As an experienced recruiter I get this question all the time:  “which is better?  A large firm or a small firm?”  Impossible to say – each firm has positive and negative things about them, and about the available positions within their firms.  I encourage each candidate to think carefully before ruling out either firm – salaries are not always better in larger firms;  growth potential can be available in both, or stymied in both.  Again, it will totally depend on the firm in question, and the position that firm is trying to fill.  We encourage candidates to think about their goals when trying to find the right match, and those goals may be met in a firm of any size.  Some generalizations tend to be true:  we see a higher level of technology in larger firms, and a better level of training;  make sense – they have more funds and more personnel to dedicate to these areas, and more to learn;  more flexibility in smaller firms also tends to be true – there are less rules to follow, people tend to share work burdens more collaboratively and it is easier to have knowledge of other staff member’s jobs/responsibilities so people can more easily cross-train and cover for each other.  However, there are exceptions to all of these, and each firm must be taken individually and evaluated.  Once the candidate is aware of their goals, and what they want, they can determine if the fit is right.  Don’t rule out any firm based on size – learn more about how they are structures, and what their values are before making that decision.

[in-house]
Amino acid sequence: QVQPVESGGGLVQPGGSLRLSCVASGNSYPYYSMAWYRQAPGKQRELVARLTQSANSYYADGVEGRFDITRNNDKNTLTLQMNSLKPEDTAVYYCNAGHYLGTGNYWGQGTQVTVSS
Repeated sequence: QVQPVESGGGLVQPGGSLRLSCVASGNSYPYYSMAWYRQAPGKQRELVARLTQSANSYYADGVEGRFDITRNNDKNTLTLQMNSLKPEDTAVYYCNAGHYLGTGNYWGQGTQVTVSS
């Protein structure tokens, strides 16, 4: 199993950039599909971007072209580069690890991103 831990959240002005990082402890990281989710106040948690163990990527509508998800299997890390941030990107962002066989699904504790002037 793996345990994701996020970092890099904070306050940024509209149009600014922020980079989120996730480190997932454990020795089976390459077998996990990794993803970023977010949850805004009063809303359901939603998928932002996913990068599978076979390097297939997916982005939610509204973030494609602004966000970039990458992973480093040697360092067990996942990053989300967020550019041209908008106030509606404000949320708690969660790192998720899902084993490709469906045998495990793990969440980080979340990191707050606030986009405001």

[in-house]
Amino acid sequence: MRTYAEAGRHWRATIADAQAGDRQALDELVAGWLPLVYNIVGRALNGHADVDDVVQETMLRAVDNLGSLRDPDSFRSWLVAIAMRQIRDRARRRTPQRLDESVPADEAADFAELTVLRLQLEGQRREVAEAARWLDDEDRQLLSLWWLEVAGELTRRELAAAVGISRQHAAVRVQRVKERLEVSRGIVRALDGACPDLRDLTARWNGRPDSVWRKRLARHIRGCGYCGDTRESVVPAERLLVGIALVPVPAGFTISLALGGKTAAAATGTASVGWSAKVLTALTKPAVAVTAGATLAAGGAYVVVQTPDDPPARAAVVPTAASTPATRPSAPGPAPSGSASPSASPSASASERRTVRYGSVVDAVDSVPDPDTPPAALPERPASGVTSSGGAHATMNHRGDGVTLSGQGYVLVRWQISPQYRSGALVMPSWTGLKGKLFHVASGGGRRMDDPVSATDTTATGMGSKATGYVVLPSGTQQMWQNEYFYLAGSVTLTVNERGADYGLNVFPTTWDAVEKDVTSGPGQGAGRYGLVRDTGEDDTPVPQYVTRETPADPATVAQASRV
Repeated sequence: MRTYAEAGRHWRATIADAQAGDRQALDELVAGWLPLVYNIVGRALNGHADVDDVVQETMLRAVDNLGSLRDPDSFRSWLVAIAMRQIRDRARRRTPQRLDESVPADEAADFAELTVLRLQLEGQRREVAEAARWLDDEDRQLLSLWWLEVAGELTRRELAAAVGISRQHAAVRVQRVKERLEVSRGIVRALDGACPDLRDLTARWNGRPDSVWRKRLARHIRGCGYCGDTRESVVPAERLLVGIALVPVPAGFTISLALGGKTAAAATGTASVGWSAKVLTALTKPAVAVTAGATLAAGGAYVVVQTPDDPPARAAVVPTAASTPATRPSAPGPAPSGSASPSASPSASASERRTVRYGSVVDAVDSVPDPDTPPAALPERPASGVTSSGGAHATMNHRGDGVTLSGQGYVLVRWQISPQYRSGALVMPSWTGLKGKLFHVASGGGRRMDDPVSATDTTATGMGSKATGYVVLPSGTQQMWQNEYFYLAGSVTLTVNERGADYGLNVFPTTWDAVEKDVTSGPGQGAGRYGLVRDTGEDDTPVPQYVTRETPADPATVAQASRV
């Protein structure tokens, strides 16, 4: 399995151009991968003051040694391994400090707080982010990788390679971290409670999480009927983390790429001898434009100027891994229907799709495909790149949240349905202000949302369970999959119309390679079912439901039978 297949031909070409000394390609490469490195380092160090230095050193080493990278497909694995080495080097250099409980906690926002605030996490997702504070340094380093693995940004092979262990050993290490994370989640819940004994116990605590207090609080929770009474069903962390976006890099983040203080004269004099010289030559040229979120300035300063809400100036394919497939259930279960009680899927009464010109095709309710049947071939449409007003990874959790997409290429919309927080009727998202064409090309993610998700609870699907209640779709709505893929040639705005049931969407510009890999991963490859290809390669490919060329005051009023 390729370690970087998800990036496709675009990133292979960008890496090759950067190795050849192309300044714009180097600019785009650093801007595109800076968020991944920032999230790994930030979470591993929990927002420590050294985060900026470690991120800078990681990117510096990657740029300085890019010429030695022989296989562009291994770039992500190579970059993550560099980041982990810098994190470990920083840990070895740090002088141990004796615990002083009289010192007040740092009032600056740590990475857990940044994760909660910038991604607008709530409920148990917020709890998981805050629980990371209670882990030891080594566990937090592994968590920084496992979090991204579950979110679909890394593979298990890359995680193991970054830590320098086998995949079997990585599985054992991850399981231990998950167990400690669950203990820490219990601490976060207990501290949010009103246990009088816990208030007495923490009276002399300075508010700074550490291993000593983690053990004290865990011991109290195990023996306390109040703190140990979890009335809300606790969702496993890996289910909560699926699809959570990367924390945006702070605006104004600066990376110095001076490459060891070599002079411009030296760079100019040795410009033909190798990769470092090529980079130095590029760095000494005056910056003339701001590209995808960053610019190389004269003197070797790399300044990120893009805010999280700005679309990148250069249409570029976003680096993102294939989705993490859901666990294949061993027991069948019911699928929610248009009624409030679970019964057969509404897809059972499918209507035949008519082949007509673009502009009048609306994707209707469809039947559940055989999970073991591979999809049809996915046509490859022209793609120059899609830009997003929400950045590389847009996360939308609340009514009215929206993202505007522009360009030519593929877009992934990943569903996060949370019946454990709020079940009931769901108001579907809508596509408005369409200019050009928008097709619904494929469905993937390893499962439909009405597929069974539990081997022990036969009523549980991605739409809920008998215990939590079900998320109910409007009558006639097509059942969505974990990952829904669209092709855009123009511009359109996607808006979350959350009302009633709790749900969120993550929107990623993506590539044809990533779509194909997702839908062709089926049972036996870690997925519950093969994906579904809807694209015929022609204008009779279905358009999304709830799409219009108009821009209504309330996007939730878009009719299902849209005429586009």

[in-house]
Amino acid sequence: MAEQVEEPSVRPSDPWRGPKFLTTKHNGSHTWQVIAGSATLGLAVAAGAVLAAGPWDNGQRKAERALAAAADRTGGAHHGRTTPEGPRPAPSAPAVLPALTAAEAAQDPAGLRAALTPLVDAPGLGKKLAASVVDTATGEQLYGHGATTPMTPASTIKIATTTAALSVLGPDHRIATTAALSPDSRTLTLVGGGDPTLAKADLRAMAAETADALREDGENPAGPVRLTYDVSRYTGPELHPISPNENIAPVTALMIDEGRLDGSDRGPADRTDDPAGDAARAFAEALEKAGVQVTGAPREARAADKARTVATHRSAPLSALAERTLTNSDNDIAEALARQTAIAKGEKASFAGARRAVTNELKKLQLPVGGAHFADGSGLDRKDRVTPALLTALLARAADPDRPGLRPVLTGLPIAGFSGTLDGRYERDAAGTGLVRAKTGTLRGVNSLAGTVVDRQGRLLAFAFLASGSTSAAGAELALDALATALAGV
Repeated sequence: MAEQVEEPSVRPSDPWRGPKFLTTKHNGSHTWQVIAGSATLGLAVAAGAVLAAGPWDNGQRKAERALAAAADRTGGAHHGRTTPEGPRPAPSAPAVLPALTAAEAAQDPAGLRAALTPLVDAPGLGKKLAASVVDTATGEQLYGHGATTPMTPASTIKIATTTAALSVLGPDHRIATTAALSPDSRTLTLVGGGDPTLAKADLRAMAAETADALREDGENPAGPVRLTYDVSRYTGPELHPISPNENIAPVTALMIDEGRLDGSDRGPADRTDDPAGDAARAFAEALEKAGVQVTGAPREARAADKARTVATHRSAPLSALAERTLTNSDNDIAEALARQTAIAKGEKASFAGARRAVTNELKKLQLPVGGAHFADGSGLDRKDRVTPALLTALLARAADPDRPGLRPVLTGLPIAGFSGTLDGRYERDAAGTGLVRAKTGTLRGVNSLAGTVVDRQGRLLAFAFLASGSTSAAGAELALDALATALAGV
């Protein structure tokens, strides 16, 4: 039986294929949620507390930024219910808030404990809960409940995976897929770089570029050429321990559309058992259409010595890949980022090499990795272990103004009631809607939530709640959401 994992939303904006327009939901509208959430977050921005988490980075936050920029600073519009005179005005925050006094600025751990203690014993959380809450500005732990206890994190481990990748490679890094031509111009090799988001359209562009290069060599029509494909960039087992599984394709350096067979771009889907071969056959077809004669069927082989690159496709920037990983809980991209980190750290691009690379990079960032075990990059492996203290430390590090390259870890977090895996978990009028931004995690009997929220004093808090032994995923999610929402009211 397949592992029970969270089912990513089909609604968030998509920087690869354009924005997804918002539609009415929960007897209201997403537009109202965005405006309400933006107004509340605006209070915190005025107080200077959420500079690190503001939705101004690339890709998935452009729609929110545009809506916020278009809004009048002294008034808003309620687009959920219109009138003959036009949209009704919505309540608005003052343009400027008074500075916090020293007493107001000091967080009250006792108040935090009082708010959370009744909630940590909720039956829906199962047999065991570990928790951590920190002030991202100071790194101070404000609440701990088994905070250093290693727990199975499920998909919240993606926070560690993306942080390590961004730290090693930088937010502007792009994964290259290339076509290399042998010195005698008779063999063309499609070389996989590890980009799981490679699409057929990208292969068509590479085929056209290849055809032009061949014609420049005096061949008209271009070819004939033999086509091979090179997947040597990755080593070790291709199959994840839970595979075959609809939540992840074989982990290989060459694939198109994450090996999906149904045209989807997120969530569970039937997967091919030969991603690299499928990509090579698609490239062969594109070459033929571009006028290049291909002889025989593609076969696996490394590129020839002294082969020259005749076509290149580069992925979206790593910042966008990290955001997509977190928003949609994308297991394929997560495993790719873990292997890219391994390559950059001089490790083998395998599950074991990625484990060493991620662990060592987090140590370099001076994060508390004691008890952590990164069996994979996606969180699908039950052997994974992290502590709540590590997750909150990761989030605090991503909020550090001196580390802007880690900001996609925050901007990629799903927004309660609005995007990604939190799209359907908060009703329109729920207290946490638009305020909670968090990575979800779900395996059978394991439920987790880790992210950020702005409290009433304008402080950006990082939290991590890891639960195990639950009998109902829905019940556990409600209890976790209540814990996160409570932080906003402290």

People change jobs for a lot of different reasons – some are excellent, and include looking for more structure or support, perhaps looking to change or lessen a difficult commute, or often to avoid a work personality situation that has become untenable and affects your productivity. However, another reason for changing jobs should be something all candidates consider: you need to change to grow. When you have been at a firm for a number of years whether you know or not you start to stagnate – you learn less, opportunities are fewer and it is very likely you are extremely comfortable. Those aren’t necessarily bad things, because wow – who wouldn’t want to be comfortable, and know what to expect every day? It sounds great, but it isn’t. In the legal market, you should consider changing jobs at the 5 – 8 mark. You need new challenges, new possibilities, and new people to work with. A new job means shaking up your routine, learning how to interact with people you aren’t comfortable with, and learning new skills. Also, prospective employers often look at longevity negatively and think that the candidate may not be able to adapt, change, or learn new things. I’m not suggesting people should change jobs recklessly, and if you are one of the few people who work for a firm that is consistently providing new challenges and growth opportunities, you should consider staying; however, most people will find new positions will provide better pay, new ways to challenge yourself and an entirely new outlook on your job.